- They can't get the bailout bill through Congress unless they use force to do it, so they have put Congress under martial law
- "Martial law" is a state of emergency, which is listed in the War Powers Act as a reason for the President to be able to call in the military as his jack-booted thugs: "The constitutional powers of the President as Commander-in-Chief to introduce United States Armed Forces into hostilities, or into situations where imminent involvement in hostilities is clearly indicated by the circumstances, are exercised only pursuant to... a national emergency created by attack upon the United States, its territories or possessions, or its armed forces."
- Therefore, in order to force through their bank bailout bill, the "Globalists" are positioning a situation where Obama can call in the military to kill all the patriots (or just fill in the blank conclusion with whatever paranoid fantasy scenario you like best).
This may not be exactly what he's going for, but I assure you, it is something close to this, and it's all bullshit. He's misreading every primary source, he's lying about what "Congressional martial law" means, and he's making insane logical leaps that are completely unsupported by fact or solid inference. I apologize that this has gotten so long already, but it is crucially important to understand that this is the level of thinking that is behind almost all of the things that Alex Jones says. Generally speaking, nothing he says means anything.
Speaking of saying things and meaning nothing, the entirety of Alex's "deconstruction" of Obama's inauguration speech is completely skippable. It is a classically Alex Jonesian performance, where he does the same thing he does every time he is forced to analyze something where he can't just lie about the primary source: he just hinges on single words or phrases and launches into petty, vague critiques about them, so as to chop up the speech into such a disjointed thing that no little piece can be taken in the context Obama meant it in. Here is but one example of that technique:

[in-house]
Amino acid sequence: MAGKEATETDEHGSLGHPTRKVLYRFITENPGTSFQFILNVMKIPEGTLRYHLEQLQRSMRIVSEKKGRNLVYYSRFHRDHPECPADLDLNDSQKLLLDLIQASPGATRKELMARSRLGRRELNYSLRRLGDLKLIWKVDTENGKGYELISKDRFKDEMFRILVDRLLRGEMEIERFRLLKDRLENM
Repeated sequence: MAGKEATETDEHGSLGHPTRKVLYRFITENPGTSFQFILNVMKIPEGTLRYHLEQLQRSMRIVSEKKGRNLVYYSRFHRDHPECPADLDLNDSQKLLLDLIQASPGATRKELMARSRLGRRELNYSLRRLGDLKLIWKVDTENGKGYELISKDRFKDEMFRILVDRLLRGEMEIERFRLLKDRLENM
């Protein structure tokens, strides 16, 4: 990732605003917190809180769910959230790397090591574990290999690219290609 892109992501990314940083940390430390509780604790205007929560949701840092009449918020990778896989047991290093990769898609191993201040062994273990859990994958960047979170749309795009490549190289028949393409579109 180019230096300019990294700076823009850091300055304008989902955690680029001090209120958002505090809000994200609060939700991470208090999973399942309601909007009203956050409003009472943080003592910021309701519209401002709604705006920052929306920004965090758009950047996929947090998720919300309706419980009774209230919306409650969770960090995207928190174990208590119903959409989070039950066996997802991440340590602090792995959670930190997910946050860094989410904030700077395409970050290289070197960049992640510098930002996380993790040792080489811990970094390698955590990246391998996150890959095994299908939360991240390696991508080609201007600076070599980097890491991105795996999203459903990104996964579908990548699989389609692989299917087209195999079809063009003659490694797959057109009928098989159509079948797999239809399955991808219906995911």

Here, Alex just hears Obama mention a "new age," so he cuts off the clip and goes off about it being "New World Order Talk:"
For the side that acts like they're all about free speech and can't stand "language policing," the Alex Joneses of the world sure are triggered by a lot of innocuous terms.
In this clip, you can see Alex taking Obama being a generally gracious human and thanking Bush for his service into somehow being proof that...the collapse is coming?
One has to wonder what Alex would have preferred Obama do in that situation. Should he have just ignored that the former President was there? Should he have spit on the Bush family? There is no action that Obama could have taken in this situation that Alex would have not turned into some indication that he's been right all along, Obama is an evil front-man, and the shit is about to hit the fan.